When H & D launches, it will be a two-employee, two-bus operation. One bus is intended for school-age children to shepherd them to different activities and after-school appointments. The other bus is for ambulatory and non-ambulatory citizens, transporting eight individuals and two wheelchair clients per trip.

One bus is for ambulatory and non-ambulatory citizens, transporting eight individuals and two wheelchair clients per trip.

While there are other transit services like Uber available in Fort Wayne, Hodges says the size and wheelchair accessibility of her buses as well as the reliability of her service will set her apart. Despite the challenges of the COVID-19 pandemic, she’s planning to keep moving forward with her business, serving churches, daycares, the YMCA, schools, assisted living facilities, nursing homes, and retirement homes.

As her concept for H & D develops, Hodges says she’s thankful for the connections she made through the Build Institute program, many of whom she still stays in touch with and reaches out to for advice.

“I’m still learning and getting more information than I would have ever dreamed of by trying to do this on my own,” she says. “They have really, really helped me tremendously with having a structure for building my business.”

While there are other transit services like Uber available in Fort Wayne, Hodges says the size and wheelchair accessibility of her buses as well as the reliability of her service will set her apart.

Trois Hart, Director of SEED Fort Wayne, says the Build Institute’s cohort style program is a big part of its success at attracting and allowing a more diverse pool of residents in Fort Wayne to realize their potential as entrepreneurs.

“Networking has long been the way that successful entrepreneurs build and grow their businesses,” Hart says. “Now, the Build program is breaking down some of the barriers to traditional business networks in race and gender, creating a more equitable environment for entrepreneurs to rise up.”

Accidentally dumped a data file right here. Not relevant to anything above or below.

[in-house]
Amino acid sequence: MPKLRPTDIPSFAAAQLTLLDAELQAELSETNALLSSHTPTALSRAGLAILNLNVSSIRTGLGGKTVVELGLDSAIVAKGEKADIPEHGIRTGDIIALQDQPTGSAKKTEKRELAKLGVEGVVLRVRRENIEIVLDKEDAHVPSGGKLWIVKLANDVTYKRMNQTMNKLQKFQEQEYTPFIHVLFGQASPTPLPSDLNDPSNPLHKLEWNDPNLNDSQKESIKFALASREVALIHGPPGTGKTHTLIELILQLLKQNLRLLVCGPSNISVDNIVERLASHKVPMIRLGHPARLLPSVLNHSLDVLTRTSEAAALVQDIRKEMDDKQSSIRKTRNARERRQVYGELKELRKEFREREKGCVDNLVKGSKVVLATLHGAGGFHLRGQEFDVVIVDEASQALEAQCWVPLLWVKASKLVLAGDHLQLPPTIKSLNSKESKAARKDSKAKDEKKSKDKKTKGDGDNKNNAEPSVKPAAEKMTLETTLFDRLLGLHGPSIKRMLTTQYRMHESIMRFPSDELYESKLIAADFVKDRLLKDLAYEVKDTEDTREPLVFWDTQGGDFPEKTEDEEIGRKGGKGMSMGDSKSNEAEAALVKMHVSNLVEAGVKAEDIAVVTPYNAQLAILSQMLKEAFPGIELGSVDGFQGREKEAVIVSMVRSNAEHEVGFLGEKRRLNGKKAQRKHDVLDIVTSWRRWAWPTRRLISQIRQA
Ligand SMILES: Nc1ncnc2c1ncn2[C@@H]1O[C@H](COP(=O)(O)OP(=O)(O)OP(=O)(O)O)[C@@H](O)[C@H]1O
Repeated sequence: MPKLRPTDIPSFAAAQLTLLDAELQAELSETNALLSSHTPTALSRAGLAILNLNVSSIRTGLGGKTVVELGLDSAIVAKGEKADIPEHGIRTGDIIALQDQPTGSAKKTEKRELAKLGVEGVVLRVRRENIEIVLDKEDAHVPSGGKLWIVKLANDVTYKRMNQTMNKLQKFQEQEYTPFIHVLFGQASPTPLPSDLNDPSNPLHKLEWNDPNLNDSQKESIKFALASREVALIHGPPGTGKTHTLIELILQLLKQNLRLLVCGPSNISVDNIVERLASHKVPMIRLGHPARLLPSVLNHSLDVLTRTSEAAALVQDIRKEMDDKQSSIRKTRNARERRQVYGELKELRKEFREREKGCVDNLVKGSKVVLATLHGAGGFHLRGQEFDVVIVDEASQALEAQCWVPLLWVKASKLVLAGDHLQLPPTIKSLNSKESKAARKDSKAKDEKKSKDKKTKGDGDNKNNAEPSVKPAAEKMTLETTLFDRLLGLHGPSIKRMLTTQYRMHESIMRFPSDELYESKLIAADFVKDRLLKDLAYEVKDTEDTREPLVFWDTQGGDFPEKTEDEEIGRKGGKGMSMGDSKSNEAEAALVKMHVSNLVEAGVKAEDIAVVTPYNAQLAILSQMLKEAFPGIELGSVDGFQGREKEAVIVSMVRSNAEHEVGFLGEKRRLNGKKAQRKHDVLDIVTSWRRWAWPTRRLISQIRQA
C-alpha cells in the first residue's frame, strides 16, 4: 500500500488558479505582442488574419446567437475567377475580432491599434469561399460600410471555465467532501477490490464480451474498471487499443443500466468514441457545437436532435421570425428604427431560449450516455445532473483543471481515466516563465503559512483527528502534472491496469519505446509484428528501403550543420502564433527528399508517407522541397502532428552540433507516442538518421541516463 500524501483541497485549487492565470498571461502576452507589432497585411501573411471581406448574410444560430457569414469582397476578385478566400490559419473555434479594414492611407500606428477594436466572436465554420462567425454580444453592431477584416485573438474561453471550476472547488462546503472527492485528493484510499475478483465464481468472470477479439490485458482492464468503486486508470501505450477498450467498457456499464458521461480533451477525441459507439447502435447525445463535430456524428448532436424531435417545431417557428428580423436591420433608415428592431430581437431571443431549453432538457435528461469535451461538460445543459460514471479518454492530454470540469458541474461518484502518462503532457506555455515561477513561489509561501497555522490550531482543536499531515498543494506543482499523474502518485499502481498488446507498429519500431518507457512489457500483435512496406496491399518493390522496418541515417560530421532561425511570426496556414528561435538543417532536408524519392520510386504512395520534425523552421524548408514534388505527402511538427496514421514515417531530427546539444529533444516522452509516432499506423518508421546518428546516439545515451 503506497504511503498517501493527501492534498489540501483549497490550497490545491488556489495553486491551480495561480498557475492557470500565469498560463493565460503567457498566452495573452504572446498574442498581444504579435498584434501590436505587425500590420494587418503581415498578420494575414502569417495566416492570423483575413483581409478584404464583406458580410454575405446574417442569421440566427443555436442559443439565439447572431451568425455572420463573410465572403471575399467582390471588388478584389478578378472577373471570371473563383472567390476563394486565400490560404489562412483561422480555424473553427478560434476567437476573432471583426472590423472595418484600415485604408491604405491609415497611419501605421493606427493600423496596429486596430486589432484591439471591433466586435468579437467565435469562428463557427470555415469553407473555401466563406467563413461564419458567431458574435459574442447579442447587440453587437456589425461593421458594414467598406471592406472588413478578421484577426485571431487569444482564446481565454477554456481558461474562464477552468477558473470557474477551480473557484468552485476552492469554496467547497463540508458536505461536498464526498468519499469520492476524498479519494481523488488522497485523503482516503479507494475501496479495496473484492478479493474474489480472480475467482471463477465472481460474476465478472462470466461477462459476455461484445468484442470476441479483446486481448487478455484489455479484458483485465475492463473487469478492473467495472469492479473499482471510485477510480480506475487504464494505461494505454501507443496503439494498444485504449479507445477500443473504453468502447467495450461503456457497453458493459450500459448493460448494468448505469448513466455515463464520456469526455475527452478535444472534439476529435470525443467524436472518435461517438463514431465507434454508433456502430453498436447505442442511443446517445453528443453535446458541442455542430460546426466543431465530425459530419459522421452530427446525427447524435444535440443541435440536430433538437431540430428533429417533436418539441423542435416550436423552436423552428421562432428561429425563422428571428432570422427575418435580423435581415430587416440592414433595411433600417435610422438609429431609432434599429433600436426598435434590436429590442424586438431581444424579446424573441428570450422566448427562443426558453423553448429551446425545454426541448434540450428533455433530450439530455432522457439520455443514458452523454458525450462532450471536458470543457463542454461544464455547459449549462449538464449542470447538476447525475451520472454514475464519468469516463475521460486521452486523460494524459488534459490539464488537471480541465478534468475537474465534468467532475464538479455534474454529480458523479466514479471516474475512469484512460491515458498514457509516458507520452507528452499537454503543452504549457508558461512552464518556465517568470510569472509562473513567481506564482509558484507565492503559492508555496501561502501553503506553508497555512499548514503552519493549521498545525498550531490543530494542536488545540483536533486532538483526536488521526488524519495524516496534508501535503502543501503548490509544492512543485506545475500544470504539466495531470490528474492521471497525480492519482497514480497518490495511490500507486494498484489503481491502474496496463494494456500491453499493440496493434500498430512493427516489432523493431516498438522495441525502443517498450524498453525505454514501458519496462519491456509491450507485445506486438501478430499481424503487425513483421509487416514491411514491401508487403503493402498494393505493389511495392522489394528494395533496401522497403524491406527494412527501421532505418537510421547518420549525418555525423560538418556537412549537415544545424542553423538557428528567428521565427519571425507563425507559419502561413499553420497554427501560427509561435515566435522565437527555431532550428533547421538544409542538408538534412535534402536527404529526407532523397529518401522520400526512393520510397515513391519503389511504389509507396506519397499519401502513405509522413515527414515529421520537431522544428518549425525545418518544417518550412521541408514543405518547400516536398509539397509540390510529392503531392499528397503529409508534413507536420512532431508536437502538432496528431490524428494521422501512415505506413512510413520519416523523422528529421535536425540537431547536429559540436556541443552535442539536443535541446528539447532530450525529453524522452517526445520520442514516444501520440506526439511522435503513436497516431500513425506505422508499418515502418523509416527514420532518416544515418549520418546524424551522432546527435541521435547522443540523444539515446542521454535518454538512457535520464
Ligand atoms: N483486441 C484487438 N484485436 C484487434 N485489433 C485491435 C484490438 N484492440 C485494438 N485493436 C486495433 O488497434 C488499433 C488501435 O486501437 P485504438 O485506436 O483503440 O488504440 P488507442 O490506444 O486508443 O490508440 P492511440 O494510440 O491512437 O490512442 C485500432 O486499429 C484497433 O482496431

Since Hodges is the 100th female business owner to graduate from the Build Institute since its first class in June 2019, SEED is awarding her a grant valued in excess of $15,000 for marketing and social media support.

As a “thank you” to the Build Institute for all that it has given her, Hodges hopes to purchase a building on the South side of town this winter where she can not only operate her business, but also offer vacant office space to future graduates looking to launch their own ventures.

“If I can secure an office space, I’m going to have that space available for this program because it got me started and helped me so much,” she says. “I can never pay them back for what they gave me, but I can pay it forward.”

SEED Fort Wayne reviewed this article before it was published.

Read more articles by William Bryant Rozier.

William Bryant Rozier is the managing editor of Fort Wayne Ink Spot newspaperThrough his own fortuitous set of circumstances, he now writes, takes photographs, designs stuff, and makes short video projects for a living. He’s written for Frost Illustrated Newspaper, Indian Country Today, and Ebony.com. He’s photographed for USA Today, Getty Images, and Black Enterprise Magazine.